We’ve skimmed through many of the “Mobile In 2013” lists to create our own top 10. These are the predictions that either came up again and again, or that echoed our own analysis and data.
We’ve tried to include predictions from across the mobile ecosystem. But many of the important trends— such as the slow-but-steady gains of HTML5, and mobile advertising’s consolidation— will have impacts that cut across the industry. We’ve linked the sources so that you can view the original predictions. Here they are:
- Mobile payments gain wider acceptance. In Chetan Sharma’s mobile predictions survey, 35 per cent of respondents said mobile payments will be the big breakthrough in 2013, more than any other category. We’ve learned how to consume media on our phones, shop on our phones (via eBay, Gilt, etc.), and of course, communicate and take photos. Now, payments and the wallet itself will go mobile. And it will likely be via credit card readers and payment apps like PayPal Here and breakaway success Square, and not via phone waving or tapping (also known as near-field communications, or NFC). David Marcus, PayPal’s president, may be biased, but he’s right when he says NFC will sputter in 2013. (See chart, above.)
- HTML5 will gain traction. Parmy Olson at Forbes put this at number one on her list. We believe HTML5 will be helped along by two factors. Firstly, it’s now more fully baked. The W3C announced in December that HTML5 is “feature complete,” meaning it’s a stable standard that businesses and developers can plan around. It will be official by 2014. And mobile players in emerging markets are betting that HTML5 can anchor a low-cost smartphone economy.
- Mobile advertising will consolidate and simplify. We plumbed the complexities of mobile advertising in one of last year’s most popular reports. In 2013, more market-leading mobile ad platforms and technologies will emerge. Mergers and acquisitions will remove some clutter. Ad exchanges, networks, and data management products will streamline. Programmatic buying will add efficiency and transparency. Advertisers and consumers will win.
- Mini-tablets and phablets will successfully blur the lines between device types. Reuters writes that phablets (phones that are also tablets) are the gadget of 2013. Tablets will become more portable (and cheaper) thanks to 7-inch screen sizes. Phones will become better viewers as they cross the 5-inch threshold. The proliferation of large-screen mobile devices will boost the uptake of mobile video, rich media ads, and mobile games.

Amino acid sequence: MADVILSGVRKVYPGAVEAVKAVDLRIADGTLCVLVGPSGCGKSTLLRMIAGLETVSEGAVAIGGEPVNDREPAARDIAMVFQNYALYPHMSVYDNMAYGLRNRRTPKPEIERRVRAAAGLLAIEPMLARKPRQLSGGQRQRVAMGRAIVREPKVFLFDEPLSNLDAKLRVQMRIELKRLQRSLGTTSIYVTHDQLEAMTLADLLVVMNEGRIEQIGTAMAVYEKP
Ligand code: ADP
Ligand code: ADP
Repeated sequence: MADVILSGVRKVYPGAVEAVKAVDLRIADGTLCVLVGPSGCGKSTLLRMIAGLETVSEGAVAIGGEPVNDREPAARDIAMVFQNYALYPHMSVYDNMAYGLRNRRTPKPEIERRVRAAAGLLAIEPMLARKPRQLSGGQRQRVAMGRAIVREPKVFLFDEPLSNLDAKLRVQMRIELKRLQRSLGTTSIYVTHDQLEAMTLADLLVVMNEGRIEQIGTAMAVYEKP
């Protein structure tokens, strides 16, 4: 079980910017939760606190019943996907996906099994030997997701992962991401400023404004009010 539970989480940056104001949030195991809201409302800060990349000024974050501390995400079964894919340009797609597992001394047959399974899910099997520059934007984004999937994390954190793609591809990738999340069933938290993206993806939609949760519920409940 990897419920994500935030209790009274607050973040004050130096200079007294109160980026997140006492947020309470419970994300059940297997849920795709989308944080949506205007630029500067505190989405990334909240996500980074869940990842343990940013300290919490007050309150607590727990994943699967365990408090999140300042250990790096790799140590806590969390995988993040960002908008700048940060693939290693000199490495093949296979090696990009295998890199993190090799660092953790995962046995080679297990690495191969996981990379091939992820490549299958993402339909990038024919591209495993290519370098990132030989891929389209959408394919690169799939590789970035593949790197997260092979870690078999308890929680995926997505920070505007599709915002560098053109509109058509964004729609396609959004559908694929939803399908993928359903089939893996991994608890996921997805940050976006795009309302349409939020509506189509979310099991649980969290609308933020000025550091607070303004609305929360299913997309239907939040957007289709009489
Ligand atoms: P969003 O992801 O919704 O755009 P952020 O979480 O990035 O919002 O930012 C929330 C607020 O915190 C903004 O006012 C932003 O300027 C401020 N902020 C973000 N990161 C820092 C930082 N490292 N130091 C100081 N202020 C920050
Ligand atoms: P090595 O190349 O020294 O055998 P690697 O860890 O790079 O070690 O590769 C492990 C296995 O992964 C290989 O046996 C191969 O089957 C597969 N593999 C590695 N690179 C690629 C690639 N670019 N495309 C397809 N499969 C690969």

- Feature phones will become obsolete in many developed markets. However, as analyst Horace Dediu says in a podcast discussion of a post titled “The Last Feature Phone,” it doesn’t mean all smartphones will be the fully-featured kind many of us are familiar with. On a visit to Wal-Mart, Dediu noticed many Android phones on sale run outdated versions of the platform that won’t allow users to fully participate in the modern smartphone ecosystem.
- Android will make progress on its monetization problem. The app economy already has 1.2 billion consumers worldwide. But Apple makes a lot more money in it than Android, despite the fact that Android has a larger market share. Android is working with carriers globally to enable carrier billing so that apps can monetise without credit cards. It’s also making sure that the Google Play app store is omnipresent across Google’s platforms.
- The app discovery problem gets some serious attention. As we reported, Apple’s App Store now has 775,000 apps. Google Play is not too far behind. The growth in apps has outpaced the development of solutions that help consumers find and download useful apps. Look for technologies and services to emerge that cut through the mess and help consumers find what they need. Advertising may find a foothold in these search engines.
- LTE speeds will become accessible to a critical mass of consumers in the U.S. and elsewhere. Certain data-heavy applications, like mobile video and graphically intense games, aren’t feasible outside of Wi-Fi range without 4G LTE, which offers connection speeds as fast or faster than home broadband. LTE already is already driving data usage for carriers in the U.S., Japan, and South Korea. LTE means a video-centric mobile world is around the corner.
- The third platform will in reality turn out to be a handful of niche players. As Roger Chen writes on CNET, there will be the HTML5 mobile Web powering low-end phones, Windows Phone for Microsoft Office and Windows aficionados (it will likely have the most success among the contenders for the third platform title). Amazon will perhaps roll out a smartphone to drive sales of digital media. BlackBerry will hobble on independently for at least a short time as an alternative for those that like a physical keyboard.
- Multiscreen supplants mobile-first as the buzzed-about paradigm. Michael Cassidy, CEO of Undertone, which works on digital campaigns for brands, told Bloomberg TV that in 2013 marketers will “go beyond individual devices and platforms” and look for multiscreen solutions that cut across the complexity of digital. We’ve discussed the limitations of a mobile-first paradigm, and it seems as if the momentum is shifting towards multiscreen.
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